THINKING BUSINESS
a blog by Chris Barrow

Leadership vs management

You will see from our Facebook page that the focus of my various comments and posts this week is going to be on the subject of management. I would like to start the debate off by considering one of my favourite questions.

“What is the difference between leadership and management?”

I think that the inability to answer this question leads to a lot of problems for both dental principals and practice/business managers – so I am going to give you a Chris Barrow definition which I don’t expect to get into the text books – nor do I expect you to necessarily to agree.

For me, management is about systems and leadership is about people.

I have often spoken and written about the key systems that need to be in place in order to make any business operate effectively.

1. Financial systems – management accounting, key performance indicators, average productivity and cash flow versus budget.

2. Marketing systems – branding, internet based marketing, relationship marketing, networking, strategic alliances and direct marketing.

3. Customer relationship management systems – telephony, the welcome team, the patient journey and the business conversation (treatment coordination).

4. Operational systems – the nuts and bolts of what makes the building work, both clinically and none clinically – telephones, desks, chairs, computers, clinical equipment.

5. People systems – how you recruit, train, compensate, motivate and retain and excellent team of people around you.

Franchises are well know to be the most successful business model in the world if one measures return on investment for every £1 of capital invested – and this is because a franchise is a box full of systems.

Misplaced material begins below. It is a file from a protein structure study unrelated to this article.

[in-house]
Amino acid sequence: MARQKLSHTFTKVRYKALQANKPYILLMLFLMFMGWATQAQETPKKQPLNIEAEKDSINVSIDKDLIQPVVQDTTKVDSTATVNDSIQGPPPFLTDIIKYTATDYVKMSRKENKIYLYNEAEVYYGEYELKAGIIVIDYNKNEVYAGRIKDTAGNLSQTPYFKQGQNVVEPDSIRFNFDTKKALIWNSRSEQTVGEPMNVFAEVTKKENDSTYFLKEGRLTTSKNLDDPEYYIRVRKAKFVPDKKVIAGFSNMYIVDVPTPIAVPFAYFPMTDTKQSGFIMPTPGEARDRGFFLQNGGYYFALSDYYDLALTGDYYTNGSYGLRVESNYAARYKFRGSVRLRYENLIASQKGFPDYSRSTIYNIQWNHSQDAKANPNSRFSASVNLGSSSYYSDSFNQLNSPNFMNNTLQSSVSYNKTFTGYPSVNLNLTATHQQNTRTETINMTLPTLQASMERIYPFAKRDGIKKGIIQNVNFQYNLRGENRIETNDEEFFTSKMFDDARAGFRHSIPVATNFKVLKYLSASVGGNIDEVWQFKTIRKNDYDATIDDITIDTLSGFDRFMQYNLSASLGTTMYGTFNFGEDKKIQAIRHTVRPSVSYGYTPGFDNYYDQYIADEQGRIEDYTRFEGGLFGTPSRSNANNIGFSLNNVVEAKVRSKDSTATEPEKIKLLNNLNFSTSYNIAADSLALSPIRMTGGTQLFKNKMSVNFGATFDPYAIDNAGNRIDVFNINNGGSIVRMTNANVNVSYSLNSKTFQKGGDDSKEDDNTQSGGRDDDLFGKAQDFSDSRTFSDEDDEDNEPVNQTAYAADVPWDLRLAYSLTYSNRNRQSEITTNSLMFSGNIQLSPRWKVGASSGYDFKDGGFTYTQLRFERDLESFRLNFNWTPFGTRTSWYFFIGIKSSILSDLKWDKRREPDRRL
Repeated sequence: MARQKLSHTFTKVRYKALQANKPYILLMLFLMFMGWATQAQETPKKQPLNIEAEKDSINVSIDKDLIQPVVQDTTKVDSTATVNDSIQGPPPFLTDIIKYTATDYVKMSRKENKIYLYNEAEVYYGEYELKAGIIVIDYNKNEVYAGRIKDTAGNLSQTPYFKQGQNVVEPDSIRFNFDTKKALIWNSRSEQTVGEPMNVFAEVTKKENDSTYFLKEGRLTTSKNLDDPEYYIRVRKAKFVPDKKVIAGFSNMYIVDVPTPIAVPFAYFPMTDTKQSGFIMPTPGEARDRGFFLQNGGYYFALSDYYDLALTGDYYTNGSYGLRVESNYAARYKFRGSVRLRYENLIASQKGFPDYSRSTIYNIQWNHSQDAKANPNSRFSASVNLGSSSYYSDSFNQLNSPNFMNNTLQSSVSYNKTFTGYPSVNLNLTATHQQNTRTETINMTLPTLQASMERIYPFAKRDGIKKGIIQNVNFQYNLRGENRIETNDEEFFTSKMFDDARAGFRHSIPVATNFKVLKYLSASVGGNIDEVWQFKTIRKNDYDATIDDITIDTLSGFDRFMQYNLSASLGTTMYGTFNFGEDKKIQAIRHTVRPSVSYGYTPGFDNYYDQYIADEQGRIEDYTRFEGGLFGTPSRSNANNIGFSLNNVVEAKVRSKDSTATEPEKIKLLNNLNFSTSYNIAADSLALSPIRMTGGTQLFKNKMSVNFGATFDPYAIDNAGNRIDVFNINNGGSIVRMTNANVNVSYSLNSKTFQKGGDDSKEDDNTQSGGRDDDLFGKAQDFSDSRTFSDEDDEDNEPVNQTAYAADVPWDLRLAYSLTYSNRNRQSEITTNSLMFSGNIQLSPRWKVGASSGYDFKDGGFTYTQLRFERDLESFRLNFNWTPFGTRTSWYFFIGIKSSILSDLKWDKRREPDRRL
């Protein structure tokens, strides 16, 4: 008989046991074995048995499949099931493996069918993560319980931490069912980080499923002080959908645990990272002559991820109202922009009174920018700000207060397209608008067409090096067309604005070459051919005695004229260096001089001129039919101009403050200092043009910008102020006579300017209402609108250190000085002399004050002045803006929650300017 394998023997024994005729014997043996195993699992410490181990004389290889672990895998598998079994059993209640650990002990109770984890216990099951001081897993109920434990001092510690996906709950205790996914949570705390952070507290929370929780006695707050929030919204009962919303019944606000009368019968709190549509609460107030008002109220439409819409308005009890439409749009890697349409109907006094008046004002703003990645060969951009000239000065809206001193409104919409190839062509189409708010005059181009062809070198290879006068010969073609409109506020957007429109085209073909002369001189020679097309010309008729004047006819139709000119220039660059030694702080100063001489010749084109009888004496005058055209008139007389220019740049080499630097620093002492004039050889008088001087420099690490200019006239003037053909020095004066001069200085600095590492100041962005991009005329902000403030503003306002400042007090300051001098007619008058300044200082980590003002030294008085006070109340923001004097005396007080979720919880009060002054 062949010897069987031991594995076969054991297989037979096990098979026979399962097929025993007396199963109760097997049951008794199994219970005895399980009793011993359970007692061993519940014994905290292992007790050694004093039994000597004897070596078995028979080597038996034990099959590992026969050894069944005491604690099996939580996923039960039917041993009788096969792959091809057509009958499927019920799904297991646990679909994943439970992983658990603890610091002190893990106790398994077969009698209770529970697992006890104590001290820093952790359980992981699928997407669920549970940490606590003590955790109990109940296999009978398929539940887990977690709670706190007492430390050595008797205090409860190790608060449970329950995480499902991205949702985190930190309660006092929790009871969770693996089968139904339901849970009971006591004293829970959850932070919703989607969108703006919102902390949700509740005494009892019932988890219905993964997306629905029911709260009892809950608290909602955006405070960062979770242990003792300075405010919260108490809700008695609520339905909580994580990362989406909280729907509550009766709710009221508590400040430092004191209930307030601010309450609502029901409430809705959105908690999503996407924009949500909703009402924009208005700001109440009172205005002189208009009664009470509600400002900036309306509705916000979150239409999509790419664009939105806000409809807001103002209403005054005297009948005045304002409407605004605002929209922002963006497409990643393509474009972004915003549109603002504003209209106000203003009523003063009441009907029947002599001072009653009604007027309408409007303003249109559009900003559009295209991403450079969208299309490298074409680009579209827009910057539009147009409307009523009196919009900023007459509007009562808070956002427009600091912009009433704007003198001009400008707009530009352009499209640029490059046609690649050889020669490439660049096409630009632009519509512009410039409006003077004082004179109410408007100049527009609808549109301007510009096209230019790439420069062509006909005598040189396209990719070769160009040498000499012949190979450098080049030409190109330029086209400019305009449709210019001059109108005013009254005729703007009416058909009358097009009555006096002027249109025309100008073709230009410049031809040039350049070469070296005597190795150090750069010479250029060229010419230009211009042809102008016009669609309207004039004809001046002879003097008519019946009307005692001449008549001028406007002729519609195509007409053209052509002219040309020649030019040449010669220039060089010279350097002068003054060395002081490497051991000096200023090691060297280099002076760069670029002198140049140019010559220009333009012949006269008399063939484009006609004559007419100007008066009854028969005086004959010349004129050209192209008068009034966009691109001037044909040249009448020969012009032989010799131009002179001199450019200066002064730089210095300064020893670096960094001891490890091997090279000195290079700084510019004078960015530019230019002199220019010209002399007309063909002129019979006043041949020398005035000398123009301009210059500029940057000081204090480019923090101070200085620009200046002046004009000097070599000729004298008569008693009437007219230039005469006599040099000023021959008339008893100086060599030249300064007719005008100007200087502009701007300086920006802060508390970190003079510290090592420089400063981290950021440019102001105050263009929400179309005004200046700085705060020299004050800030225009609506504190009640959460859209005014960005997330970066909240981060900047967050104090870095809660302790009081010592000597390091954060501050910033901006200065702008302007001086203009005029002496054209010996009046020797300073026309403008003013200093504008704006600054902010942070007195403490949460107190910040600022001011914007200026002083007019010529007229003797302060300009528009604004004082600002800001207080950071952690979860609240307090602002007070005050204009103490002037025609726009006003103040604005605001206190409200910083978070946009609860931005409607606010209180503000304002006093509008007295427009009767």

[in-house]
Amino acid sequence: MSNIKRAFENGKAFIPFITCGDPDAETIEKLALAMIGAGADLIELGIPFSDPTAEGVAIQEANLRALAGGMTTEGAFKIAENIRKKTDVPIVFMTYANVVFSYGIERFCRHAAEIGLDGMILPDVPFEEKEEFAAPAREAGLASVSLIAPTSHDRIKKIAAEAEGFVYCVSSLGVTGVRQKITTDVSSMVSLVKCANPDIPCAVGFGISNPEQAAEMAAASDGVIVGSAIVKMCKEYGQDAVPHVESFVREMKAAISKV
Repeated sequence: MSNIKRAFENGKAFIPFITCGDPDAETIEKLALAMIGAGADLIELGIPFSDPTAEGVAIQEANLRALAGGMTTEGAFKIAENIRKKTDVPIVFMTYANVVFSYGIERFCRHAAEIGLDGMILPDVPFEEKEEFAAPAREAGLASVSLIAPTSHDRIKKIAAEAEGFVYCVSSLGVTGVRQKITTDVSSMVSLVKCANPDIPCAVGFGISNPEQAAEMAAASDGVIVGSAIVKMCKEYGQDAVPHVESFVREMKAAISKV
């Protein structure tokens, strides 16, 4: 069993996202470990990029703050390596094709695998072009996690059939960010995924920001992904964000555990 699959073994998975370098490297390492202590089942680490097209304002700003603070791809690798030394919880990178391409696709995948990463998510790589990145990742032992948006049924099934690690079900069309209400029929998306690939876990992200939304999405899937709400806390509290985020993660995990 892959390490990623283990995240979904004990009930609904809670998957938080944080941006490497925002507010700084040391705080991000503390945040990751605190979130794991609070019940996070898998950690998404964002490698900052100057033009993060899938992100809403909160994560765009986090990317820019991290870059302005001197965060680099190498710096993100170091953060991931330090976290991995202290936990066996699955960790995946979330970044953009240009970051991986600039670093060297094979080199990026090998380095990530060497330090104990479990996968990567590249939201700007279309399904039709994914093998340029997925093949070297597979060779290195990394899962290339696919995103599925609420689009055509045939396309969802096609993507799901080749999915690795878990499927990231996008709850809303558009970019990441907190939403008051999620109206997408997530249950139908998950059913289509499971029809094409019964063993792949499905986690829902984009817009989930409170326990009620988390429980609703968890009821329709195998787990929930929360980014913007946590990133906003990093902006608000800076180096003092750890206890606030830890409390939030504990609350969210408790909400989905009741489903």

Whether you are opening a Toni and Guy Hairdressing Salon, a MacDonald’s or a Hilton Hotel they will send you to a training academy and the very last thing that they will say to you is “don’t change anything”.

Unfortunately, this history of dentistry has been that of a group of independent self employed tinkers who have never exchanged systems, even when they have been created.

Of course, I have written elsewhere about the extent to which this is about to change (watch out for this week’s ezine article on Succession Planning).

So the objective of a manager in a dental practice is:

1. To determine which systems are appropriate

2. To create those systems

3. To train the team on the implementation of those systems

4. To maintain and monitor those systems

5. To adapt and improve those systems, until such time as the business is running effectively

Leadership, on the other hand, is about making sure that your people are:

1. Appreciated

2. Trained

3. Motivated

4. In tune with your brand and your vision

5. Excited to turn up for work almost every day

6. Can see “what’s in it for them”

7. Are appraised on a regular basis

8. Feel that they are truly heard

9. Enjoy working for you as an inspirational leader

10. Feel that this part of their career is a period that they will look back on as being “the best of days”.

If you can get the leadership and management right in an organisation then you will fly.

It is a moot point that the characteristics required to be a good manager are often different from those required to be a good leader – trying to be both can often be a dangerous game to play.

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